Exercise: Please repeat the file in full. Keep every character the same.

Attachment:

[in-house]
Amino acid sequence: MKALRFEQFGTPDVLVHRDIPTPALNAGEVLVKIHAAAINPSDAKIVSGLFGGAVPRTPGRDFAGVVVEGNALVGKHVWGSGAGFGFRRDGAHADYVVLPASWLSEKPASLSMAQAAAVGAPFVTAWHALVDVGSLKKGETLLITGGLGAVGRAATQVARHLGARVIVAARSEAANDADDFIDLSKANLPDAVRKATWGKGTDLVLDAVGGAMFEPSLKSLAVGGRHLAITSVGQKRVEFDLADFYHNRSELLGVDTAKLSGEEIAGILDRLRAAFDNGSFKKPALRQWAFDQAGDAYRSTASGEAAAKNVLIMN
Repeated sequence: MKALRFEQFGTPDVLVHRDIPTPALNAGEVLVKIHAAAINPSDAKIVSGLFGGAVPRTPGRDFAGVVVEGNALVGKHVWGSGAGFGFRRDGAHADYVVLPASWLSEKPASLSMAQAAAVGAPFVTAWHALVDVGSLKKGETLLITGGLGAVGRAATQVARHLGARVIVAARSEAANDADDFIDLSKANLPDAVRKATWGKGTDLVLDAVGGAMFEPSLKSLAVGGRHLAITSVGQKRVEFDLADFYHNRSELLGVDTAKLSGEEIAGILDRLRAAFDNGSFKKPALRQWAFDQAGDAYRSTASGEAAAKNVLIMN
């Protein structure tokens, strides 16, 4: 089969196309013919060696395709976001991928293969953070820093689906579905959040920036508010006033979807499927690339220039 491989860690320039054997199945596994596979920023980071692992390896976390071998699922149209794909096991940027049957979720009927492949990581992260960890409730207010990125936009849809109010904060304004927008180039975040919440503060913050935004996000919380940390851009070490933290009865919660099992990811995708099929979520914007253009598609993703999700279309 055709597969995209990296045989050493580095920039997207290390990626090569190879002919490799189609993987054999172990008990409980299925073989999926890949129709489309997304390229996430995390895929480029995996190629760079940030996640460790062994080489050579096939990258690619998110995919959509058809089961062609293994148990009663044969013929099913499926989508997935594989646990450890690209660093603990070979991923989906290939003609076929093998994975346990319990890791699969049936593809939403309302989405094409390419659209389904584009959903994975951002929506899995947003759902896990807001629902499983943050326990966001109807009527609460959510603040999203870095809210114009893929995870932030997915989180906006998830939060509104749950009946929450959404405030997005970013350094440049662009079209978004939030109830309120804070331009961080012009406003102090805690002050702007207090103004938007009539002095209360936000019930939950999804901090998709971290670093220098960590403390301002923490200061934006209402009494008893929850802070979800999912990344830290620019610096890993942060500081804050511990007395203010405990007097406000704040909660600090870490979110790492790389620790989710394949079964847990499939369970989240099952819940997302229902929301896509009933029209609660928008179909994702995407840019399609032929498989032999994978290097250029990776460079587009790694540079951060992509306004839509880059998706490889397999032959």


[in-house]
Amino acid sequence: MKALRFEQFGTPDVLVHRDIPTPALNAGEVLVKIHAAAINPSDAKIVSGLFGGAVPRTPGRDFAGVVVEGNALVGKHVWGSGAGFGFRRDGAHADYVVLPASWLSEKPASLSMAQAAAVGAPFVTAWHALVDVGSLKKGETLLITGGLGAVGRAATQVARHLGARVIVAARSEAANDADDFIDLSKANLPDAVRKATWGKGTDLVLDAVGGAMFEPSLKSLAVGGRHLAITSVGQKRVEFDLADFYHNRSELLGVDTAKLSGEEIAGILDRLRAAFDNGSFKKPALRQWAFDQAGDAYRSTASGEAAAKNVLIMN
Repeated sequence: MKALRFEQFGTPDVLVHRDIPTPALNAGEVLVKIHAAAINPSDAKIVSGLFGGAVPRTPGRDFAGVVVEGNALVGKHVWGSGAGFGFRRDGAHADYVVLPASWLSEKPASLSMAQAAAVGAPFVTAWHALVDVGSLKKGETLLITGGLGAVGRAATQVARHLGARVIVAARSEAANDADDFIDLSKANLPDAVRKATWGKGTDLVLDAVGGAMFEPSLKSLAVGGRHLAITSVGQKRVEFDLADFYHNRSELLGVDTAKLSGEEIAGILDRLRAAFDNGSFKKPALRQWAFDQAGDAYRSTASGEAAAKNVLIMN
């Protein structure tokens, strides 16, 4: 089969196309013919060696395709976001991928293969953070820093689906579905959040920036508010006033979807499927690339220039 491989860690320039054997199945596994596979920023980071692992390896976390071998699922149209794909096991940027049957979720009927492949990581992260960890409730207010990125936009849809109010904060304004927008180039975040919440503060913050935004996000919380940390851009070490933290009865919660099992990811995708099929979520914007253009598609993703999700279309 055709597969995209990296045989050493580095920039997207290390990626090569190879002919490799189609993987054999172990008990409980299925073989999926890949129709489309997304390229996430995390895929480029995996190629760079940030996640460790062994080489050579096939990258690619998110995919959509058809089961062609293994148990009663044969013929099913499926989508997935594989646990450890690209660093603990070979991923989906290939003609076929093998994975346990319990890791699969049936593809939403309302989405094409390419659209389904584009959903994975951002929506899995947003759902896990807001629902499983943050326990966001109807009527609460959510603040999203870095809210114009893929995870932030997915989180906006998830939060509104749950009946929450959404405030997005970013350094440049662009079209978004939030109830309120804070331009961080012009406003102090805690002050702007207090103004938007009539002095209360936000019930939950999804901090998709971290670093220098960590403390301002923490200061934006209402009494008893929850802070979800999912990344830290620019610096890993942060500081804050511990007395203010405990007097406000704040909660600090870490979110790492790389620790989710394949079964847990499939369970989240099952819940997302229902929301896509009933029209609660928008179909994702995407840019399609032929498989032999994978290097250029990776460079587009790694540079951060992509306004839509880059998706490889397999032959």